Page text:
You have spent years building your business and brand from next to nothing. You’ve invested tons of time and effort into it, and can now have it ripped away from you in just a few minutes.
That’s all it takes to destroy a brand.
A brand is what people think about your business. It’s how they feel about you, and it’s how they feel when they hear your name. If people are turned off or annoyed by your brand, it can be (obviously) detrimental to sales. Not only will this prevent you from making money, but it also proves to be a waste of the money you have already spent trying to build a trustworthy brand.
YOU are your brand. It doesn’t matter if you run a large business, small business, or are just starting to make the transition from blogging to e-commerce. YOU are your brand.
Not only is it important to build the best brand you possibly can, but it’s also incredibly important to protect it. Keep reading for 7 tips for protecting your brand:
#1: Frequently Review Your Brand.
It’s important to do quarterly – and even more frequent – reviews. As your business expands, and trends fluctuate, new business practices will be implemented, and customers will be interested in different things. If you are constantly changing and evolving as a business, you will be able to meet those changes in customer demands – ensuring you are able to retain high numbers of customer satisfaction.
You want to make sure, even as you are adapting to suit new customer needs, you are staying true to your brand. Are you still producing content that matches the way you want people to think/feel about you and your business? If not, you need to figure out what you need to change. If you are, keep track of what are proving to be the most effective business practices and operations.
It’s vital that you continuously put in effort to accurately represent your brand. This is especially true when meeting with clients, going to networking events, or going to any location at which your ideal customer could be found. For example, if you are a technology company, you want to be conscious of how you represent your brand when you are going to conventions and even competitor stores.
#2: Audit Your Brand.
I know the word “audit” isn’t the most friendly word in the world, but it’s a pretty important one. When it comes to auditing your brand, the term “audit” isn’t as formidable as you may think.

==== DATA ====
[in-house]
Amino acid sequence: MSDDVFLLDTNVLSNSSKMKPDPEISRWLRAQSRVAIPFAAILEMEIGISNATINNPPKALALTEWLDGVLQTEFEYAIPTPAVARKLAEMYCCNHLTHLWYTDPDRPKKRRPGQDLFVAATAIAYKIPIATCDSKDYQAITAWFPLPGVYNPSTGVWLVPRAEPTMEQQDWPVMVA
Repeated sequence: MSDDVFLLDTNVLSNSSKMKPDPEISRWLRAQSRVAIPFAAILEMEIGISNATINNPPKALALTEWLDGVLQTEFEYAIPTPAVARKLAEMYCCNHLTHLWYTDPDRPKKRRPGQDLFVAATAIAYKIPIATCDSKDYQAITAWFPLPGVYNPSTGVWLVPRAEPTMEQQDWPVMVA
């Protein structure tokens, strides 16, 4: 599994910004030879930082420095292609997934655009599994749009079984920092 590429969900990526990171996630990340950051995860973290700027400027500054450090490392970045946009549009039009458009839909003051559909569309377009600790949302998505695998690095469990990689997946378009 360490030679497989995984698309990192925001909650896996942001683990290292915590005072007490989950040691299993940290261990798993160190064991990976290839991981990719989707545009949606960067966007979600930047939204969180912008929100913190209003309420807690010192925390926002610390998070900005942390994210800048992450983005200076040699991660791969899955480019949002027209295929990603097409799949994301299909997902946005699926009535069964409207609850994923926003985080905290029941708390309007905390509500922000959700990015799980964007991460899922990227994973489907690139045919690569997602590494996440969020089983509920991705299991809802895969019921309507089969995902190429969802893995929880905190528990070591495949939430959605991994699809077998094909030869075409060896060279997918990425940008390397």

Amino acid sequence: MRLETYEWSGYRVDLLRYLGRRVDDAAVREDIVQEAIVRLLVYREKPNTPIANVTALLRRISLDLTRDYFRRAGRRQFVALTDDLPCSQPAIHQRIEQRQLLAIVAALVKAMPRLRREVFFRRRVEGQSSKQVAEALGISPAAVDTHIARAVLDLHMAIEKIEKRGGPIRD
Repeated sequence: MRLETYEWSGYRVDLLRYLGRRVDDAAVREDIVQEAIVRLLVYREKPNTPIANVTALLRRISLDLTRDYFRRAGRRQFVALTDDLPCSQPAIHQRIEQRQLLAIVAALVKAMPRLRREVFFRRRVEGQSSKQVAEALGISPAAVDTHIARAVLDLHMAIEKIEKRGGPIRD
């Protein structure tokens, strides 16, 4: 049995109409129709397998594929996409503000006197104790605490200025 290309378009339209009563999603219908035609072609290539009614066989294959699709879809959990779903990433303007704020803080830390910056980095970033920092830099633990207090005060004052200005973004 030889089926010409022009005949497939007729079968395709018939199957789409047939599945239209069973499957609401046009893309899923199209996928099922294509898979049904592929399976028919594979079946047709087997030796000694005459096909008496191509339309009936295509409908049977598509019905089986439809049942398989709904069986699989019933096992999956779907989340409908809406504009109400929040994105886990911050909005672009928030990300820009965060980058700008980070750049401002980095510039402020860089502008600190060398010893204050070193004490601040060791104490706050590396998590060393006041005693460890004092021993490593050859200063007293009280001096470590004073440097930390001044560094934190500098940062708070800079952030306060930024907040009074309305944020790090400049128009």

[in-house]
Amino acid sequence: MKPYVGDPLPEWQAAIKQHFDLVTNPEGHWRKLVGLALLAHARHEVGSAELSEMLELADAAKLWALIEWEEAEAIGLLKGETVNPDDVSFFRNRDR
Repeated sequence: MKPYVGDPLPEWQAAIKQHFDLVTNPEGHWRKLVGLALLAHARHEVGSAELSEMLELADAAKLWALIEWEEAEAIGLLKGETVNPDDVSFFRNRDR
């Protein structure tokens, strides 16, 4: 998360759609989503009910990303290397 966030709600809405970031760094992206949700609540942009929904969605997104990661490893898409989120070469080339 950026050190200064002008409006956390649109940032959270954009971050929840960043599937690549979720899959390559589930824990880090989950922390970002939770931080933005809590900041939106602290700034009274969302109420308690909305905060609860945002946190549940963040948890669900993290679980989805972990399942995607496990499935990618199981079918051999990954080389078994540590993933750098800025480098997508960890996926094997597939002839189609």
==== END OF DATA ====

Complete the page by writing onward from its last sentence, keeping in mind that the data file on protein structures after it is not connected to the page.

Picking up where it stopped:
Basically, doing a brand audit involves taking a look at everything that encompasses your brand. This includes things like your website, the written content of your site, the photos you are using, your logo, the meta content you have, the printed materials, any direct mail advertising you have done, your social media profiles, and anything else your business uses.
During a brand audit, you want to do an inventory of everything and ensure your brand comes through in each piece of material (digital or otherwise) you have. Your brand should be strong, clear, and sending the message you want it to send.
Your logo, website design, and everything else should be consistent with your brand and its message. If your graphics are less than stellar, it will be hard to compete with other businesses within your niche. Hire a design company to keep your brand on track.
Is there a social media profile that doesn’t quite fit in with the rest of your brand material? Revamp it! Is one of your freelance writers using a voice or tone that isn’t exactly in-sync with your brand? Make sure (he)she is on the right track!
#3: Send Out Customer Surveys.
What better way to get regular feedback from your customers/clients/readers than to ask them directly? Put this on your calendar, and be sure to do it at least twice a year.
By asking the people who interact with your brand, have used your services, or have bought your products, you will get feedback on whether or not your brand is staying clear and strong. They will be able to tell you what they like and don’t like about your brand, and you can compare that to how you wish for your brand to come across.